Venture Design, part 6: Beating the Commodification Monster

Most business magazines would have you believe that a big, nasty monster called "commodification" really does live under the bed.  Or perhaps in the closet. This view of world believes that dwindling margins, shrinking revenues, outsourcing to China, and the great sucking sound of WalMart are all inevitable parts of doing business circa 2005.  The monster is going to get you…

Hogwash.  Creating cool stuff that matters is the best way to avoid the commodification trap, and cultivating the ability to create that cool stuff in a cool way makes things even sweeter.  To illustrate this point, I’d like to point you to economist Virginia Postrel’s recent NYT article on American Leather, a furniture manufacturer using lean manufacturing, enlightened employment practices, and a modular design philosophy to create (and claim) real value in the marketplace.  In an industry rife with cost and price pressures, American Leather’s sales are growing 17% per year year.  And their products are pretty nifty.

Not that it’s been an easy ride for the firm.  Its co-founder Bob Duncan came from an engineering background, which enabled him to implement the innovative manufacturing culture that defines American Leather, but that training didn’t prepare him for what it really took to get something to market.  Says Duncan:

At the end of the day, you have to sell the stuff.  You can have the coolest products. You can build it in 20 minutes and
deliver anything you want. But if nobody buys it, it’s irrelevant. As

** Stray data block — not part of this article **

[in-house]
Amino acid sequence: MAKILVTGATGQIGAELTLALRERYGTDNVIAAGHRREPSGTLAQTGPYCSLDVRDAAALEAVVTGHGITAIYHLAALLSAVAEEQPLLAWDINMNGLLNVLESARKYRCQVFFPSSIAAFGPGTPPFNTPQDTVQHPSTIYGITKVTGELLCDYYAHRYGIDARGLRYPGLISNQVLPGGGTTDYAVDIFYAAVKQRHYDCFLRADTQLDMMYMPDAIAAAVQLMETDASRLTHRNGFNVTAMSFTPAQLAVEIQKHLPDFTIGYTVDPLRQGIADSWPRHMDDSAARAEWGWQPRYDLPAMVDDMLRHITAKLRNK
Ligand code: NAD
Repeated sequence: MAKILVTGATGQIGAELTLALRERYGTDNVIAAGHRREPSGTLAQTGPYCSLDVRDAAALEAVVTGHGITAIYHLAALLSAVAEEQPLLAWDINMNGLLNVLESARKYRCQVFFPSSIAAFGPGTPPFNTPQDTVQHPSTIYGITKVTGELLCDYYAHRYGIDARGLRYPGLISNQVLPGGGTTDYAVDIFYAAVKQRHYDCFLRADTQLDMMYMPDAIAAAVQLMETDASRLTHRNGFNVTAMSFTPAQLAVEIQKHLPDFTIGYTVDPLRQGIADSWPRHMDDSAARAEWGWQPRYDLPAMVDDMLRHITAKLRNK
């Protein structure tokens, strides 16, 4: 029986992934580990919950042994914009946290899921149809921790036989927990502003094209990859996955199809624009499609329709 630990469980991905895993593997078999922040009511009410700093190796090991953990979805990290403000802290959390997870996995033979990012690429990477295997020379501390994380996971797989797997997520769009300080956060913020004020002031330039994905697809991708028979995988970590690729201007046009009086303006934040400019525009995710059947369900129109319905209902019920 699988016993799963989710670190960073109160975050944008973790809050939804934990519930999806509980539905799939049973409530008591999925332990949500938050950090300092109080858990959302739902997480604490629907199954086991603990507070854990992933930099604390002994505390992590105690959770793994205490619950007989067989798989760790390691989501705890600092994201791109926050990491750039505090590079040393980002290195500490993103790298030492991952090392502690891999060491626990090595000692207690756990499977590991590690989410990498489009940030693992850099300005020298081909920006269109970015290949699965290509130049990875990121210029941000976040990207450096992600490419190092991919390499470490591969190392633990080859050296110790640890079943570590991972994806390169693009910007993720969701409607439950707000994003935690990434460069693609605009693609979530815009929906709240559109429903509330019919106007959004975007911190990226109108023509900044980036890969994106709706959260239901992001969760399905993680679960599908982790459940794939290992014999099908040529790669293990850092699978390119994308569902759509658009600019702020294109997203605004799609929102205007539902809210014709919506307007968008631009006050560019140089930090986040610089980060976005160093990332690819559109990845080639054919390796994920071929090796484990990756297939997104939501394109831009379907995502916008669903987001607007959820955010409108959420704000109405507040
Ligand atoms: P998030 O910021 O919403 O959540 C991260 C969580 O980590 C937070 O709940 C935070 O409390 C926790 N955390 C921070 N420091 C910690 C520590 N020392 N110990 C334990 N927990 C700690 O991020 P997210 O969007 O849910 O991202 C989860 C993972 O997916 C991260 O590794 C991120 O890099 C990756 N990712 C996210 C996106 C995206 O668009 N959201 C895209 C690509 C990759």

an engineer, the biggest thing I’ve learned in the whole process is how
hard it is to sell things.

I love what American Leather has done and what they stand for.  Designing your venture to create the products people want in the way they want them is the best way to beat the commodification monster.

2 thoughts on “Venture Design, part 6: Beating the Commodification Monster

  1. I love the fact that you’re talking about “beating the commodification” of our society. There’s actually a new word floating around called “microstige,” which is characterized by companies like American Leather. This is an emerging consumer trend of loving the process of manufacturing and development as much as the final product. It’s a backlash against masstige”–creating luxury products for the masses. The new discerning consumer is striking back against the conglomeration of America. With the consolidation of Federated and Mays Department Stores there will be even less competition and variety in products and brands. I join you in urging society to look for cool stuff, search out the products made with love and care, and fight against this tidal wave of commodification!

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